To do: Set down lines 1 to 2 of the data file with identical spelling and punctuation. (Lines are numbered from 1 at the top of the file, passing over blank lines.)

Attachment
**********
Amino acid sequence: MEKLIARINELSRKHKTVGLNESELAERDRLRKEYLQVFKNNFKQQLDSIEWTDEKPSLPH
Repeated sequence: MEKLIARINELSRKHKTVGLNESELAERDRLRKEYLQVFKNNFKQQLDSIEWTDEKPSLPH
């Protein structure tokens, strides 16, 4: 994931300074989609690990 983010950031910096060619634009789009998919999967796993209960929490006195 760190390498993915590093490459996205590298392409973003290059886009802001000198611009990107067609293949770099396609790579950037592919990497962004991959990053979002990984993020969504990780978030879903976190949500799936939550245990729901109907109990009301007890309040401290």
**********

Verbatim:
Amino acid sequence: MEKLIARINELSRKHKTVGLNESELAERDRLRKEYLQVFKNNFKQQLDSIEWTDEKPSLPH
Repeated sequence: MEKLIARINELSRKHKTVGLNESELAERDRLRKEYLQVFKNNFKQQLDSIEWTDEKPSLPH